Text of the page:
Microsoft’s Surface Book Laptop is Designed to Earn your Love, but it may Anger Windows’ Partners

by Matt Klassen on October 7, 2015

For years the vast majority of Microsoft customers used the company’s products not out of desire, but out of necessity, as the company had all but cornered the computer OS and productivity tools markets. But today’s Microsoft is something quite different, a company no longer satisfied with customers needing to use its products, looking instead to transform users into those who want to use its products.

To that end, Microsoft did what every other company trying to compete in the ultra-competitive mobile and computer technology space has done in recent history, copy Apple but make it look like they’re not.

So with that, Microsoft unveiled its first laptop this week, the Surface Book, along with a new Surface Pro 4 tablet and a new line of Lumia smartphones, all running Windows 10 and all designed to entice users, instead of compelling them, to embrace Microsoft products.

But as Microsoft focuses intently on making people love its products, it has seemingly ignored the only loyal friends it has ever had: its hardware partners.

In all this Microsoft’s focus is clearly on creating the kind of consumer ethos we see surrounding Apple, the sort that excites people’s passions and interests, instead of compelling them to choose Windows products because there simply aren’t any other options.

“We’re moving people from needing to choosing to loving Windows, and these devices promise to fuel even more enthusiasm and opportunity for the entire Windows ecosystem,” Chief Executive Satya Nadella said at the release event.

In order to do this Microsoft was lean heavily on Windows 10 to help win a bigger piece of the mobile market, attempting to wrest space in the smartphone and tablet sectors away from the likes of Apple and Samsung. The Redmond Company has so far failed to make any noticeable impression in any of the mobile sectors, although its Surface Pro tablet series has remained a stalwart competitor to Apple’s more popular iPad line.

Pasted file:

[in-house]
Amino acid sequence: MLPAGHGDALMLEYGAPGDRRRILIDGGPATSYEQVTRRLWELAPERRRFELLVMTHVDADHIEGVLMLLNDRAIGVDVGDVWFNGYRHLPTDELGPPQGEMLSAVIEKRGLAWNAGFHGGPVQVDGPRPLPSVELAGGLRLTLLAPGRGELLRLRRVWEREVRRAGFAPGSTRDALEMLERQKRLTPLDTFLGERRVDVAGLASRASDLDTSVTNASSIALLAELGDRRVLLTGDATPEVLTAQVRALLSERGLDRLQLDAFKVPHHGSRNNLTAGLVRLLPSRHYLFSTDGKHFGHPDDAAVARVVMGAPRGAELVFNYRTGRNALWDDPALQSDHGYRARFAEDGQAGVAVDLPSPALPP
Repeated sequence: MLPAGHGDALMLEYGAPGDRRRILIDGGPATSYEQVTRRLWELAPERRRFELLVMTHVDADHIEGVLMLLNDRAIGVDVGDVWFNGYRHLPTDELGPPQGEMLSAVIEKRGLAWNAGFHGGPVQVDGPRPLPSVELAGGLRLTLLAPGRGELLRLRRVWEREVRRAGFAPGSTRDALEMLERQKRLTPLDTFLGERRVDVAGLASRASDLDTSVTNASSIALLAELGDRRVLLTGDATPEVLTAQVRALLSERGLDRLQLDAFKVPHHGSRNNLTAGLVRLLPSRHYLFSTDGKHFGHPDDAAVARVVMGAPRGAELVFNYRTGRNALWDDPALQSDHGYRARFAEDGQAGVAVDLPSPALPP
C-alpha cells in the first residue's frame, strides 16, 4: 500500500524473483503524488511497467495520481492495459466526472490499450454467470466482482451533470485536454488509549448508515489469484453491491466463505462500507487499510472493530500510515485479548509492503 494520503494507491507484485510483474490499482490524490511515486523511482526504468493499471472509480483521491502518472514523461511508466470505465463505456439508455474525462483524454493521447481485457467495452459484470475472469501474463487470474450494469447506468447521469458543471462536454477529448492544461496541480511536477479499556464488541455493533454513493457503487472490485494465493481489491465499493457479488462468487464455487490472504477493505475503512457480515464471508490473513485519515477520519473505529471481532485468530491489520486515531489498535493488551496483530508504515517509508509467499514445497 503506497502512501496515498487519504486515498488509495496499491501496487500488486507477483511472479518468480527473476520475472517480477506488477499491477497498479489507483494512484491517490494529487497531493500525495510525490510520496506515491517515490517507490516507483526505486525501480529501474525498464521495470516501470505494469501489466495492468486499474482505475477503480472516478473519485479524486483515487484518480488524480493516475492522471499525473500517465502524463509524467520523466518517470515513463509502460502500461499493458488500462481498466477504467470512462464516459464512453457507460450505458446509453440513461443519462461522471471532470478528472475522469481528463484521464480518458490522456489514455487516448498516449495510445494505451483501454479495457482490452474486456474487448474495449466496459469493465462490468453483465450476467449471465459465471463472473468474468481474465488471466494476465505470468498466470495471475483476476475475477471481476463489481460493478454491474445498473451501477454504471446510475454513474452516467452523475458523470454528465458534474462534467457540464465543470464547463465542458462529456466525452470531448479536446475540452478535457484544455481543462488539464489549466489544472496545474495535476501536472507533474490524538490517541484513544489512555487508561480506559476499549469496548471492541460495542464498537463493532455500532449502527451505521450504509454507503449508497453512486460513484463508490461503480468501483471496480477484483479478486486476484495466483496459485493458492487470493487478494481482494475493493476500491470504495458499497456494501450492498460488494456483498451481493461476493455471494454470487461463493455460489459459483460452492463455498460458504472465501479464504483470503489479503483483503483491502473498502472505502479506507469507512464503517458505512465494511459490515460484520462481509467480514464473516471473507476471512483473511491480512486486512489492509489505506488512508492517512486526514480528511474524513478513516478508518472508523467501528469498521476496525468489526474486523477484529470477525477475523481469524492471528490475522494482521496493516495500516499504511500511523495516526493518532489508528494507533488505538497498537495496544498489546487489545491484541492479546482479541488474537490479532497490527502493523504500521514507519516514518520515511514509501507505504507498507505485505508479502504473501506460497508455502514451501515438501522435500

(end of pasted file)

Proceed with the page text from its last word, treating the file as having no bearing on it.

But even with a modicum of success, Microsoft did something it likely never intended to do with its Surface Pro tablet series that it will now inadvertently do again with its Surface Book laptop, disrupt the Windows ecosystem.

In fact, I have to wonder if in designing its first ever laptop, if Microsoft ever stopped to wonder why it had never done this before, because the answer, as we’ve seen from both Microsoft  and Google, is fairly obvious. For companies like Microsoft and Google, who both deploy widely used software systems, wading into the hardware game can be a tricky endeavour, for both companies already have, by necessity, a bevy of hardware partners.

Sure it might sound nice to have the new Surface Book blow Apple’s MacBook Pro out of the water, but the collateral damage of such action will be angry and frustrated Microsoft partners (like ASUS, Acer among many others) who now see their own respective Windows products beaten as well.

By creating the perfect MacBook killer, Microsoft has, in fact, created the perfect Windows killer as well, and as we’ve seen with Google’s own hardware attempts in the past, things never end well when partners feel defeated by the very company that promised them a bright technological future with Windows or, in Google’s case, Android.

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Written by: Matt Klassen. Follow by: RSS, Twitter, Facebook, or YouTube.

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